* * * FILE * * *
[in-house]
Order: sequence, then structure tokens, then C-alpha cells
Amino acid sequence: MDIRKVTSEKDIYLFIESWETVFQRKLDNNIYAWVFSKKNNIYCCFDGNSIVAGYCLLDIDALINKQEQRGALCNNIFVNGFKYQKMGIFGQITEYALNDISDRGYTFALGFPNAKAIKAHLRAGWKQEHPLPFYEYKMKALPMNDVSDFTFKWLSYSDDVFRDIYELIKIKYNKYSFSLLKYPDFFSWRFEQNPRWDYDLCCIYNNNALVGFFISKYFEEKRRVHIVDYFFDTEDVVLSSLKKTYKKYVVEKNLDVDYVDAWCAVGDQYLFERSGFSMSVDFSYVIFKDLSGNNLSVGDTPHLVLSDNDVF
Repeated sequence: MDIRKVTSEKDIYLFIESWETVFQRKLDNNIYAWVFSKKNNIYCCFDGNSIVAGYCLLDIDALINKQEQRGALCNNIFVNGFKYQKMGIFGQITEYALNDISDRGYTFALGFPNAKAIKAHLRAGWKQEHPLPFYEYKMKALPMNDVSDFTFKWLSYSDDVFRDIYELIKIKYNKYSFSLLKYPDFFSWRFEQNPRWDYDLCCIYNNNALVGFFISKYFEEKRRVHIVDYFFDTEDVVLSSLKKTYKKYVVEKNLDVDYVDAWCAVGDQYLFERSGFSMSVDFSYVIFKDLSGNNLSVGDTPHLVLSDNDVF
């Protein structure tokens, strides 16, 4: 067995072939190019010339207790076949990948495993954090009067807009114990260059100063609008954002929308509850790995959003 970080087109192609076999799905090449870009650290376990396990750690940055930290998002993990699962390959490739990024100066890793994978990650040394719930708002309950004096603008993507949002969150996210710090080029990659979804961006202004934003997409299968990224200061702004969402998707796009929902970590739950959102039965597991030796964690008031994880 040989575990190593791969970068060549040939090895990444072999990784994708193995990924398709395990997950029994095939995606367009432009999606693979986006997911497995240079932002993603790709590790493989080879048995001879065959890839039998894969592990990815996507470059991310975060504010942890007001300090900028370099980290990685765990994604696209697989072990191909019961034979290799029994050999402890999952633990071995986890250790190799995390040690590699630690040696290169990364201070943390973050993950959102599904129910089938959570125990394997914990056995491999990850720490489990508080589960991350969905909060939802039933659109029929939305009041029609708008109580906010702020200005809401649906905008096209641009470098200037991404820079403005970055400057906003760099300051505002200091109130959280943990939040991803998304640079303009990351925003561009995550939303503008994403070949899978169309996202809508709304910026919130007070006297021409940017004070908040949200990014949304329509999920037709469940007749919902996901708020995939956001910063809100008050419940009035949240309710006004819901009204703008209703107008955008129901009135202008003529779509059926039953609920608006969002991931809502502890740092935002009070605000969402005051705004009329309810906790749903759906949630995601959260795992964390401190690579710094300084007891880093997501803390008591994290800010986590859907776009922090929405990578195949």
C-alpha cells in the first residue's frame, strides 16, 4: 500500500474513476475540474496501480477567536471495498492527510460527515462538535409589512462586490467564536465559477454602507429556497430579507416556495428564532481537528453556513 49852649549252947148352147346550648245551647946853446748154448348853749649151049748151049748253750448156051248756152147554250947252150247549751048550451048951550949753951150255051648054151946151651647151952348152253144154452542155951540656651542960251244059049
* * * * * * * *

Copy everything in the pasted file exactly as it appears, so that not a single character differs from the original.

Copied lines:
[in-house]
Order: sequence, then structure tokens, then C-alpha cells
Amino acid sequence: MDIRKVTSEKDIYLFIESWETVFQRKLDNNIYAWVFSKKNNIYCCFDGNSIVAGYCLLDIDALINKQEQRGALCNNIFVNGFKYQKMGIFGQITEYALNDISDRGYTFALGFPNAKAIKAHLRAGWKQEHPLPFYEYKMKALPMNDVSDFTFKWLSYSDDVFRDIYELIKIKYNKYSFSLLKYPDFFSWRFEQNPRWDYDLCCIYNNNALVGFFISKYFEEKRRVHIVDYFFDTEDVVLSSLKKTYKKYVVEKNLDVDYVDAWCAVGDQYLFERSGFSMSVDFSYVIFKDLSGNNLSVGDTPHLVLSDNDVF
Repeated sequence: MDIRKVTSEKDIYLFIESWETVFQRKLDNNIYAWVFSKKNNIYCCFDGNSIVAGYCLLDIDALINKQEQRGALCNNIFVNGFKYQKMGIFGQITEYALNDISDRGYTFALGFPNAKAIKAHLRAGWKQEHPLPFYEYKMKALPMNDVSDFTFKWLSYSDDVFRDIYELIKIKYNKYSFSLLKYPDFFSWRFEQNPRWDYDLCCIYNNNALVGFFISKYFEEKRRVHIVDYFFDTEDVVLSSLKKTYKKYVVEKNLDVDYVDAWCAVGDQYLFERSGFSMSVDFSYVIFKDLSGNNLSVGDTPHLVLSDNDVF
């Protein structure tokens, strides 16, 4: 067995072939190019010339207790076949990948495993954090009067807009114990260059100063609008954002929308509850790995959003 970080087109192609076999799905090449870009650290376990396990750690940055930290998002993990699962390959490739990024100066890793994978990650040394719930708002309950004096603008993507949002969150996210710090080029990659979804961006202004934003997409299968990224200061702004969402998707796009929902970590739950959102039965597991030796964690008031994880 040989575990190593791969970068060549040939090895990444072999990784994708193995990924398709395990997950029994095939995606367009432009999606693979986006997911497995240079932002993603790709590790493989080879048995001879065959890839039998894969592990990815996507470059991310975060504010942890007001300090900028370099980290990685765990994604696209697989072990191909019961034979290799029994050999402890999952633990071995986890250790190799995390040690590699630690040696290169990364201070943390973050993950959102599904129910089938959570125990394997914990056995491999990850720490489990508080589960991350969905909060939802039933659109029929939305009041029609708008109580906010702020200005809401649906905008096209641009470098200037991404820079403005970055400057906003760099300051505002200091109130959280943990939040991803998304640079303009990351925003561009995550939303503008994403070949899978169309996202809508709304910026919130007070006297021409940017004070908040949200990014949304329509999920037709469940007749919902996901708020995939956001910063809100008050419940009035949240309710006004819901009204703008209703107008955008129901009135202008003529779509059926039953609920608006969002991931809502502890740092935002009070605000969402005051705004009329309810906790749903759906949630995601959260795992964390401190690579710094300084007891880093997501803390008591994290800010986590859907776009922090929405990578195949």
C-alpha cells in the first residue's frame, strides 16, 4: 500500500474513476475540474496501480477567536471495498492527510460527515462538535409589512462586490467564536465559477454602507429556497430579507416556495428564532481537528453556513 49852649549252947148352147346550648245551647946853446748154448348853749649151049748151049748253750448156051248756152147554250947252150247549751048550451048951550949753951150255051648054151946151651647151952348152253144154452542155951540656651542960251244059049